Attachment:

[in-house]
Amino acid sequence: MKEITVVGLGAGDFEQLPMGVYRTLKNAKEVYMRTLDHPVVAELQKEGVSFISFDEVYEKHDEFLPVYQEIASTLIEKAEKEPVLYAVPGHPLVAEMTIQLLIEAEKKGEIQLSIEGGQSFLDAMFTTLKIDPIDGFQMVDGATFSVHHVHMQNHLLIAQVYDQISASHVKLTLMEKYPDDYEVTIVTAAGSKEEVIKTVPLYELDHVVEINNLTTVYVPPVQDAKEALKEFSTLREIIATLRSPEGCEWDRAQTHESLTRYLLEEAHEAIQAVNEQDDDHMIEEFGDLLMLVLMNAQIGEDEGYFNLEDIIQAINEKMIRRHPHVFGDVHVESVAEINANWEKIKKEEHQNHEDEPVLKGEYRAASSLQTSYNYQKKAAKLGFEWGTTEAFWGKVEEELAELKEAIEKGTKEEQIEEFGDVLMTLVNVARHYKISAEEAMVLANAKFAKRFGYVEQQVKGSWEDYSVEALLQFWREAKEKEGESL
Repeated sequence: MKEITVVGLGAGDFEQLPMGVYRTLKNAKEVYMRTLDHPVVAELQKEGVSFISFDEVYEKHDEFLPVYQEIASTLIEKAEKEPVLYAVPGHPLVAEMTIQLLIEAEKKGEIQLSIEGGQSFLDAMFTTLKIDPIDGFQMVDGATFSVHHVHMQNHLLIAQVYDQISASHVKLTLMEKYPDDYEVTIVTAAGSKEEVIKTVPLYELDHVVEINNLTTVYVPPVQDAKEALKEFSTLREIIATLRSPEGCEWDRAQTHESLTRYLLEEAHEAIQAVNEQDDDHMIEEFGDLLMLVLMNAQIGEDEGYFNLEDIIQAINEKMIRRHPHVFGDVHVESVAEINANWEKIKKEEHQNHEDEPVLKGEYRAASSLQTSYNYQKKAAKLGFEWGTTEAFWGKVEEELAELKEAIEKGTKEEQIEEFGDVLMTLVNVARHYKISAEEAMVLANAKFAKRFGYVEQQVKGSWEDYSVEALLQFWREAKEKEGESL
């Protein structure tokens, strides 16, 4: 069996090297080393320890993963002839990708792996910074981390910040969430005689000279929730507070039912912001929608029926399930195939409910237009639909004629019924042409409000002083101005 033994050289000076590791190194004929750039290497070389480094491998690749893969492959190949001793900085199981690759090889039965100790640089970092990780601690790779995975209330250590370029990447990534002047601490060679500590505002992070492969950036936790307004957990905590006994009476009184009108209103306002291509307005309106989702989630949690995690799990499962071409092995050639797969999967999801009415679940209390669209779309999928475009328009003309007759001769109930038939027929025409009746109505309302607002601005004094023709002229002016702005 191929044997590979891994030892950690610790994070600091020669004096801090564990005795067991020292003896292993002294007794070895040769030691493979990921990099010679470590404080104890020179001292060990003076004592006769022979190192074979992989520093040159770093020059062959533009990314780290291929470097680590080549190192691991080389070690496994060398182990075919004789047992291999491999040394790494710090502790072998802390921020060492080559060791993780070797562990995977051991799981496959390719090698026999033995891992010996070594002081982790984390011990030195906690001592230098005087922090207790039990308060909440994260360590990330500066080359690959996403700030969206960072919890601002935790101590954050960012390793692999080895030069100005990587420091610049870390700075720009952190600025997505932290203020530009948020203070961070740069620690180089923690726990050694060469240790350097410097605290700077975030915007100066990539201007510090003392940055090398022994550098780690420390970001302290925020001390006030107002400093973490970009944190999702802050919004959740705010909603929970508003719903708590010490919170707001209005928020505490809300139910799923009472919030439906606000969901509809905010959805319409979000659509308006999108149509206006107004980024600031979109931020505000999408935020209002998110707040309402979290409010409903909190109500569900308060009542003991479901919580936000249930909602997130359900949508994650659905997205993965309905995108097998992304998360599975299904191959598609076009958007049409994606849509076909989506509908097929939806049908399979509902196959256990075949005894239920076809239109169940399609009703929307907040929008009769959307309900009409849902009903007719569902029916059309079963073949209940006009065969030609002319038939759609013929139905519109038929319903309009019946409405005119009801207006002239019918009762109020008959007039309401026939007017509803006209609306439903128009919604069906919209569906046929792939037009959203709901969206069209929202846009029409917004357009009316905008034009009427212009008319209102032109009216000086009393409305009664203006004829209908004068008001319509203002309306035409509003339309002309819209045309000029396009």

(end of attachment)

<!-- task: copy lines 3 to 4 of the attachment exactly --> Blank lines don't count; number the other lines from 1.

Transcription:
Repeated sequence: MKEITVVGLGAGDFEQLPMGVYRTLKNAKEVYMRTLDHPVVAELQKEGVSFISFDEVYEKHDEFLPVYQEIASTLIEKAEKEPVLYAVPGHPLVAEMTIQLLIEAEKKGEIQLSIEGGQSFLDAMFTTLKIDPIDGFQMVDGATFSVHHVHMQNHLLIAQVYDQISASHVKLTLMEKYPDDYEVTIVTAAGSKEEVIKTVPLYELDHVVEINNLTTVYVPPVQDAKEALKEFSTLREIIATLRSPEGCEWDRAQTHESLTRYLLEEAHEAIQAVNEQDDDHMIEEFGDLLMLVLMNAQIGEDEGYFNLEDIIQAINEKMIRRHPHVFGDVHVESVAEINANWEKIKKEEHQNHEDEPVLKGEYRAASSLQTSYNYQKKAAKLGFEWGTTEAFWGKVEEELAELKEAIEKGTKEEQIEEFGDVLMTLVNVARHYKISAEEAMVLANAKFAKRFGYVEQQVKGSWEDYSVEALLQFWREAKEKEGESL
């Protein structure tokens, strides 16, 4: 069996090297080393320890993963002839990708792996910074981390910040969430005689000279929730507070039912912001929608029926399930195939409910237009639909004629019924042409409000002083101005 033994050289000076590791190194004929750039290497070389480094491998690749893969492959190949001793900085199981690759090889039965100790640089970092990780601690790779995975209330250590370029990447990534002047601490060679500590505002992070492969950036936790307004957990905590006994009476009184009108209103306002291509307005309106989702989630949690995690799990499962071409092995050639797969999967999801009415679940209390669209779309999928475009328009003309007759001769109930038939027929025409009746109505309302607002601005004094023709002229002016702005 191929044997590979891994030892950690610790994070600091020669004096801090564990005795067991020292003896292993002294007794070895040769030691493979990921990099010679470590404080104890020179001292060990003076004592006769022979190192074979992989520093040159770093020059062959533009990314780290291929470097680590080549190192691991080389070690496994060398182990075919004789047992291999491999040394790494710090502790072998802390921020060492080559060791993780070797562990995977051991799981496959390719090698026999033995891992010996070594002081982790984390011990030195906690001592230098005087922090207790039990308060909440994260360590990330500066080359690959996403700030969206960072919890601002935790101590954050960012390793692999080895030069100005990587420091610049870390700075720009952190600025997505932290203020530009948020203070961070740069620690180089923690726990050694060469240790350097410097605290700077975030915007100066990539201007510090003392940055090398022994550098780690420390970001302290925020001390006030107002400093973490970009944190999702802050919004959740705010909603929970508003719903708590010490919170707001209005928020505490809300139910799923009472919030439906606000969901509809905010959805319409979000659509308006999108149509206006107004980024600031979109931020505000999408935020209002998110707040309402979290409010409903909190109500569900308060009542003991479901919580936000249930909602997130359900949508994650659905997205993965309905995108097998992304998360599975299904191959598609076009958007049409994606849509076909989506509908097929939806049908399979509902196959256990075949005894239920076809239109169940399609009703929307907040929008009769959307309900009409849902009903007719569902029916059309079963073949209940006009065969030609002319038939759609013929139905519109038929319903309009019946409405005119009801207006002239019918009762109020008959007039309401026939007017509803006209609306439903128009919604069906919209569906046929792939037009959203709901969206069209929202846009029409917004357009009316905008034009009427212009008319209102032109009216000086009393409305009664203006004829209908004068008001319509203002309306035409509003339309002309819209045309000029396009």